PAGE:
One particularly neat aspect of running a small video games website and indie game review column essentially as a hobby is that I get a lot of opportunities to chase down and play that catch my eye for silly reasons (and then write them off as Patreon business expenses). This was the case with Little Cat Feet‘s OneShot, where I was drawn in the esoteric-sounding Steam blurb:
OneShot is a surreal top down Puzzle/Adventure game with unique gameplay capabilities. You are to guide a child through a mysterious world on a mission to restore its long-dead sun. The world knows you exist.
Conversely, one aspect that people rarely tell you about is when you sit down with a game, pour two or three hours into it, and only then realize, quietly, “I can’t actually review this game“.
I mean, obviously I can write about OneShot. I’m doing so right now, as evidenced by the fact that you’re reading this. But… Regular readers will know I have a reviewing style that could be described as ‘exhaustive’. I’m a scientist by trade, after all, and what do scientists do when faced with something new and unknown? We dissect. We prod and poke and take things apart as far as possible, then describe the individual pieces, as a process of building up to describing the larger whole. Yes, even in the social sciences. Especially in the social sciences.
Some games can withstand this sort of clinical analysis with their gameplay experience intact. Other games can’t. OneShot is such a game. It’s a really interesting game, and I really want to talk about it in more detail. But if I just tell you all the cool things that happen, there’s a good chance that will come at cost of spoiling those cool things for you.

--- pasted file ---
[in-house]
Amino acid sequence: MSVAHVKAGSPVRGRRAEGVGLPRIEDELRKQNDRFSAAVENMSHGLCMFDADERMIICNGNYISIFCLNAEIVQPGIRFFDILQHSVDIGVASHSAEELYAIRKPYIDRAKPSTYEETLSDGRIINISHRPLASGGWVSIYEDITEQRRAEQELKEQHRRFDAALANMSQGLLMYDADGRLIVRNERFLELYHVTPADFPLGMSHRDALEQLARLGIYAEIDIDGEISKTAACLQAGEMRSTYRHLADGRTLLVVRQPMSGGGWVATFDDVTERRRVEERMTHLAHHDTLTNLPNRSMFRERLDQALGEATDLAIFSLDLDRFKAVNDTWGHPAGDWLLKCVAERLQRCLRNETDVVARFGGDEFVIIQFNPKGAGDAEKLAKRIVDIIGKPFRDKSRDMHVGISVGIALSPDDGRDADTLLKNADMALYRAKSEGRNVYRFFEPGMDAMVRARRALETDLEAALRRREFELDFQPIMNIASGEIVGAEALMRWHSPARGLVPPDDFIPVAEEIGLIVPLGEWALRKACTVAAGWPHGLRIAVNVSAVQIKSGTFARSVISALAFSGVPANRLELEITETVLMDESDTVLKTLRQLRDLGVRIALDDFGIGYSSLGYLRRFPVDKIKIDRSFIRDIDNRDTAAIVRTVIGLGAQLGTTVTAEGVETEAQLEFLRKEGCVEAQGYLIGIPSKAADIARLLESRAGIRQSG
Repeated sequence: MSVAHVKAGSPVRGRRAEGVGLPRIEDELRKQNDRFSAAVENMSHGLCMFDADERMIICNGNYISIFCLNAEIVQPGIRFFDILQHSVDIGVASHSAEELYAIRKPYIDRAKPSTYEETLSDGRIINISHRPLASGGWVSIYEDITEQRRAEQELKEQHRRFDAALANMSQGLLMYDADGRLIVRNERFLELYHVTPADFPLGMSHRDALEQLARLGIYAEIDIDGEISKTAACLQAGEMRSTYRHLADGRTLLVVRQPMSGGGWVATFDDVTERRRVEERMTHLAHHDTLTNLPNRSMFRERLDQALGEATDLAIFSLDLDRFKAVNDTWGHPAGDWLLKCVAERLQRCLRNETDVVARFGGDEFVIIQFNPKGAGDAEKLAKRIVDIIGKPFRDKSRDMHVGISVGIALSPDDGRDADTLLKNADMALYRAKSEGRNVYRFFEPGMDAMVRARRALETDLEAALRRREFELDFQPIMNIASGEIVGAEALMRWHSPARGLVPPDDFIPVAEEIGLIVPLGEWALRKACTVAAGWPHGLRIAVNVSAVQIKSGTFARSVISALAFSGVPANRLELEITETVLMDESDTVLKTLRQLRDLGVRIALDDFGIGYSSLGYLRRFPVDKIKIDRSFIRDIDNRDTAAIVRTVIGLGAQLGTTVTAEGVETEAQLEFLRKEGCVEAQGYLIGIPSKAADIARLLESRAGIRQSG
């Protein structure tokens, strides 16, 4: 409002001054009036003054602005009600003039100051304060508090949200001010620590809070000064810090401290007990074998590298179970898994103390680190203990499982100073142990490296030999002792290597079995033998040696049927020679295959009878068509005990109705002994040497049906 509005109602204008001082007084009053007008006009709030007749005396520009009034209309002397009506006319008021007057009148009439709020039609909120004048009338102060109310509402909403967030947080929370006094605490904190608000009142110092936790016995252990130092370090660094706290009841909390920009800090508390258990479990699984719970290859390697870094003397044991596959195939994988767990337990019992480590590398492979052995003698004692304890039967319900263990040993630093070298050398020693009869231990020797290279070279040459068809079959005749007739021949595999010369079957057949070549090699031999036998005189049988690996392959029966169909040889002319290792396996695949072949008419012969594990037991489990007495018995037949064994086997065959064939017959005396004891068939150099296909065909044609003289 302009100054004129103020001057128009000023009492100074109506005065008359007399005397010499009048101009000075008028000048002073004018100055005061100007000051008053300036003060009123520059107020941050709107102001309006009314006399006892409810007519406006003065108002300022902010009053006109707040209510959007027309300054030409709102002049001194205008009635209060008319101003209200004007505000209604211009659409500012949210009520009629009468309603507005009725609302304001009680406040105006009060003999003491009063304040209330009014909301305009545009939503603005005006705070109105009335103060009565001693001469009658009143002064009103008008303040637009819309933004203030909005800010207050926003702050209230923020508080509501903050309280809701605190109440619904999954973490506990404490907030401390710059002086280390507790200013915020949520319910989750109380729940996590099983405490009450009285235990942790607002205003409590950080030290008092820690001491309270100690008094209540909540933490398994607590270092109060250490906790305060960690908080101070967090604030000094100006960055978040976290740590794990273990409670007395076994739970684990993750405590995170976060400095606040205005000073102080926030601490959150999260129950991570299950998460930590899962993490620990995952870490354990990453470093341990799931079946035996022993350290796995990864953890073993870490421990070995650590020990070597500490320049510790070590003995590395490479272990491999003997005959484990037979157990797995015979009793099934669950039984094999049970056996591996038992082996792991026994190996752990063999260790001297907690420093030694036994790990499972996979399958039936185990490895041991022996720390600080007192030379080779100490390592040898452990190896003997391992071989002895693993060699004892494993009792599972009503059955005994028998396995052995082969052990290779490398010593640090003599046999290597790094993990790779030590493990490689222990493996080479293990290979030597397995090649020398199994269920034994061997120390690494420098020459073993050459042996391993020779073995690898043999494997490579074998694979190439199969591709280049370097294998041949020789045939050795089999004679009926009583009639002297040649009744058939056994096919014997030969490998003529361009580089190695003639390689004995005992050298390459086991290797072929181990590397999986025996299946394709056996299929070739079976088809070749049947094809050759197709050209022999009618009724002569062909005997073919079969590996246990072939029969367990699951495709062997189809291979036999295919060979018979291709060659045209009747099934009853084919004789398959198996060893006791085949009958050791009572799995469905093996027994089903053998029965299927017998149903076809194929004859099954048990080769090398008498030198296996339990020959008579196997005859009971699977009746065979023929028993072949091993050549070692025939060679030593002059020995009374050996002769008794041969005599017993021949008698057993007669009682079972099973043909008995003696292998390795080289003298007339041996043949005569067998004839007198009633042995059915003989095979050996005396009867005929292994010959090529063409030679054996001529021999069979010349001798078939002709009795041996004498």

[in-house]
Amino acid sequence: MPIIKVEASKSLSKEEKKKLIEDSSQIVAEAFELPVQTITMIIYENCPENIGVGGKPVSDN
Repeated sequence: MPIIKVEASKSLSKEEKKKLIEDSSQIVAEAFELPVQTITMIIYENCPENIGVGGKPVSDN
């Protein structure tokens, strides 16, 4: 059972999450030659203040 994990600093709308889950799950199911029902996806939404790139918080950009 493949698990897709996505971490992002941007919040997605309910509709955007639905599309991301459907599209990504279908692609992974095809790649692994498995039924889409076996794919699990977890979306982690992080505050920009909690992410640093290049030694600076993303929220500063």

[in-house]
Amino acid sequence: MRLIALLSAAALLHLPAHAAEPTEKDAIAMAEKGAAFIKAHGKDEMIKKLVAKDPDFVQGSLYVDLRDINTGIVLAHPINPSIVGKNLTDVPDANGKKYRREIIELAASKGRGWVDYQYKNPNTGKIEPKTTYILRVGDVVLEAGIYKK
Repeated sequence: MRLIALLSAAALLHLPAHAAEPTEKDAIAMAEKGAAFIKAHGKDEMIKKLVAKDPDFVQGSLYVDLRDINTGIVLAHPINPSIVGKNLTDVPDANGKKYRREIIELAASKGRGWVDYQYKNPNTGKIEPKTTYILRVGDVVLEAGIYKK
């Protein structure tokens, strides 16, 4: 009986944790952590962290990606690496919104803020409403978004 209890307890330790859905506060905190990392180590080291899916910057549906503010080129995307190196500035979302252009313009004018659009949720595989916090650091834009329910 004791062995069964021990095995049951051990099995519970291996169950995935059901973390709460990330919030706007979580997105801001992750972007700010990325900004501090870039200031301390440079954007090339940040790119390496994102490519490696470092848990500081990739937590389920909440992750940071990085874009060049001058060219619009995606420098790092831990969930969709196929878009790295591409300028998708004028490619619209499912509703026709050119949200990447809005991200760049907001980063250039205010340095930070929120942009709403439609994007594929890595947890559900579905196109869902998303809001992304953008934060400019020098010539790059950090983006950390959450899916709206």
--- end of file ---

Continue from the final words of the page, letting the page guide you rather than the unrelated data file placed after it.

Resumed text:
Hence, a Shortieland. I’m still gonna talk about OneShot, because like I said, it’s really interesting. I’ll just… try my best to hint at the specific things that make it cool. So if you’ve ever wanted to see me very obviously dance around an issue for a little under two thousand words, you’re in luck, I guess.
(Spoiler levels: Narrative, as low as I can get it. Mechanical, as limited as I know how to convey.)
(Game source: Patreon funds.)
OneShot, Or: Cat Herding Adventures
OneShot is aware that you exist.
The thing about OneShot is that it starts off slow. Very slow. For the first thirty minutes or so, give or take a few depending on your puzzle speed, it is basically nothing more and nothing less than an RPG Maker-style puzzle adventure game. Controlling a cat-eared child called Niko you walk around a dark house, interacting with objects, finding doodads and rubbing them against each other and the environment to make progress happen. There’s no real reason to suspect OneShot will be anything but that, save maybe that you read the blurb.
Which is how it happened to me that, late at night on the longest most sweltering summer day of the year, I silently started at the screen in my underpants for nearly a minute, half heat-struck, half increasingly confused at a game that just addressed me with a name that by all rights it shouldn’t — couldn’t — have known to use.
Things quickly get stranger from there, or maybe more experimental. This is the only such occurrence I’ll explicitly show in the review; don’t worry, there’s more than enough left.